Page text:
India makes a U-turn on UK chemical attacks

The News

  • India performed a diplomatic balancing act to redeem a previous wrong turn at the Organisation for Prohibition of Chemical Weapons (OPCW) by unreservedly condemning recent chemical attacks in Amesbury, UK.

 

Background

  • Recently a British couple fell ill at a house in Amesbury and remained in a critical condition.
  • It is believed that they were exposed to Novichok – a nerve agent.
  • In March, a former Russian military intelligence officer and British spy Sergei Skripal and his daughter Yulia were poisoned in Salisbury, England, with the same nerve agent, according to UK officials. However Russia had denied any involvement.
  • Sergei Skripal was a Russian officer who was convicted in 2006 of spying for the United Kingdom.
  • Skripal was accused by Russian prosecutors of working for MI6 in the late 1990s and passing secrets to the British.
  • This was followed by a series of punitive measures including the expulsion of Russian diplomats from UK.
  • More than 115 Kremlin diplomats have since been expelled from Western countries in solidarity with Britain.

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Indiaā€™s stand

  • Indian Prime Minister had expressed concern about chemical weapons attacks in Salisbury and Syria when he met the British PM at the sidelines of CHOGM summit in April 2018.
  • Without mentioning Russia anywhere, Indiaā€™s stated position was that it opposed the use of chemical weapons anywhere, at any time, by anybody, under any circumstances.
  • In June 2018, India voted against a UK draft empowering OPCW to investigate perpetrators of chemical attacks with special powers to the director.
  • However majority of the member states of the Organization for the Prohibition of Chemical Weapons (OPCW) voted in favor of a British-led proposal.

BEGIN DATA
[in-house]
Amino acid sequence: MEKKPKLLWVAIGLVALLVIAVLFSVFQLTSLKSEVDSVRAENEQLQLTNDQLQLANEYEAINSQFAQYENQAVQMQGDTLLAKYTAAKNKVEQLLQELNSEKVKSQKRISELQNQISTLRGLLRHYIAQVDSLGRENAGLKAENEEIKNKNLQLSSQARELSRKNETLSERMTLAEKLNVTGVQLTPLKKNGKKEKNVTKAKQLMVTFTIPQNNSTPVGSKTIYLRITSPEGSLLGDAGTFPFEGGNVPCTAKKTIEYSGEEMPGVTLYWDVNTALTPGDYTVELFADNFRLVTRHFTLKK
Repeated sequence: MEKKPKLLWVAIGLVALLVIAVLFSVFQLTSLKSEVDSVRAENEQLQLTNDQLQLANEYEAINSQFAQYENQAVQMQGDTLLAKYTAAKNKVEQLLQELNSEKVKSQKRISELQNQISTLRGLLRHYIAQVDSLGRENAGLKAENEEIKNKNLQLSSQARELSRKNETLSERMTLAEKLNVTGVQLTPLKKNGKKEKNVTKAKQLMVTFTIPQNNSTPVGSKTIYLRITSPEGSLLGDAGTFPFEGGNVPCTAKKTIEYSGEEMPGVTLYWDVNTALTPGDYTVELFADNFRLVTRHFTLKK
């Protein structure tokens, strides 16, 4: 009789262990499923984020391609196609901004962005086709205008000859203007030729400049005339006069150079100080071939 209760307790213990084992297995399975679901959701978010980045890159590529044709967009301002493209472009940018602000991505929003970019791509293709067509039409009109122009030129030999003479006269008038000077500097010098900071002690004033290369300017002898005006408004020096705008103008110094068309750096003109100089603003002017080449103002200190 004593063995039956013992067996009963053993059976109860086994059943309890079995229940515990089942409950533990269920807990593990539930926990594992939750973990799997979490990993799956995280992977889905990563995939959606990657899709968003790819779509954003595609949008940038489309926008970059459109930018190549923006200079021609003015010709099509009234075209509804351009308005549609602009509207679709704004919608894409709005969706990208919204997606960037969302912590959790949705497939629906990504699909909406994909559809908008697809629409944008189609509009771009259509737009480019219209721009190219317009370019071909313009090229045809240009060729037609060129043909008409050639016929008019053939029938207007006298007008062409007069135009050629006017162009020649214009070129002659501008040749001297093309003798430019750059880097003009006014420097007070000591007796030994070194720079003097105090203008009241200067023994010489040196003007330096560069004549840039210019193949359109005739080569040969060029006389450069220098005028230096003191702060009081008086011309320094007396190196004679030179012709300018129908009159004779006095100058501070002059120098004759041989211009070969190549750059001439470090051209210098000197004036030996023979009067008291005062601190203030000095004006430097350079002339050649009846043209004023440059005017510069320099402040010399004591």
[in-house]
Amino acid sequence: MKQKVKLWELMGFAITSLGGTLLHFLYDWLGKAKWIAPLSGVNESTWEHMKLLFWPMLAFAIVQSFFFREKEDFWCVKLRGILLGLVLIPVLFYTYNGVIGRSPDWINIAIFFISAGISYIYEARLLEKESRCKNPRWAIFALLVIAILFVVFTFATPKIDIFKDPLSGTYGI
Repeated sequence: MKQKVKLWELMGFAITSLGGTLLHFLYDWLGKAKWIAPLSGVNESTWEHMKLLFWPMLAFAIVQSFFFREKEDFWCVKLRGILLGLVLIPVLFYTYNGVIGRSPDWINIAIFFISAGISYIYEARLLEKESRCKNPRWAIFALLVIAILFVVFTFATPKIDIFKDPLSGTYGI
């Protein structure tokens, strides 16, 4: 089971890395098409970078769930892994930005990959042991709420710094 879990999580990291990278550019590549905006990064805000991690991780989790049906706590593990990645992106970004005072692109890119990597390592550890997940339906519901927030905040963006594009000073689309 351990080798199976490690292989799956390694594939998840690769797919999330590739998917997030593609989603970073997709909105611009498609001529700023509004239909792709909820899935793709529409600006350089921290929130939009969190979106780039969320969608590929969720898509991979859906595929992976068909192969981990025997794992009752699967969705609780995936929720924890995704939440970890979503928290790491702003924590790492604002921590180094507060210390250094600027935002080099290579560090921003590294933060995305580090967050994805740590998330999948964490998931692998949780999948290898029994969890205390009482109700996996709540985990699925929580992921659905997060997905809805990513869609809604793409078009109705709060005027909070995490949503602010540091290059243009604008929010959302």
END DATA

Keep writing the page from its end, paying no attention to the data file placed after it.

• A draft decision was sponsored by the UK and supported by the western countries.
  • The draft then would have given the powers of investigation etc to an expert body rather than keeping it with the highly politicised UN Security Council.
  • In other words it gave the power to OPCW to assign blame for attacks with banned toxic munition
  • India along with Russia, China, and Iran had opposed the draft decision.
  • This was severely criticized as India is not a permanent member of the UNSC and important decisions there are routinely blocked by Russia and China, the very countries India stood with.
  • Now India has taken a middle-of-the-road position expressing widespread concern over fresh allegations on the use of chemical weapons coming from different parts of the world.
  • Indiaā€™s position is that use of chemical weapons is in complete disregard of humanity and is reprehensible and contrary to the provisions of the Chemical Weapons Convention as well as accepted international legal norms.

 

About Novichok

  • Novichok is a family of nerve agent compounds that the Soviet Union developed in the 1970s and 80s from chemicals normally used for insecticides and other non-military purposes.
  • Novichok is designed to be persistent – it neither evaporates nor decomposes quickly.
  • Traditional nerve agents such as sarin evaporate quickly means people are rapidly exposed through breathing it in during a chemical attack.
  • Novichok agents are understood to evaporate far more slowly.
  • Like sarin and mustard gas, their exact chemical structures and properties are considered classified in the UK, the US and other countries.

 

Basics on Nerve Agents

  • Nerve agents are a class of chemicals called organophosphates that are extremely poisonous.
  • They attack the nervous system of the human body.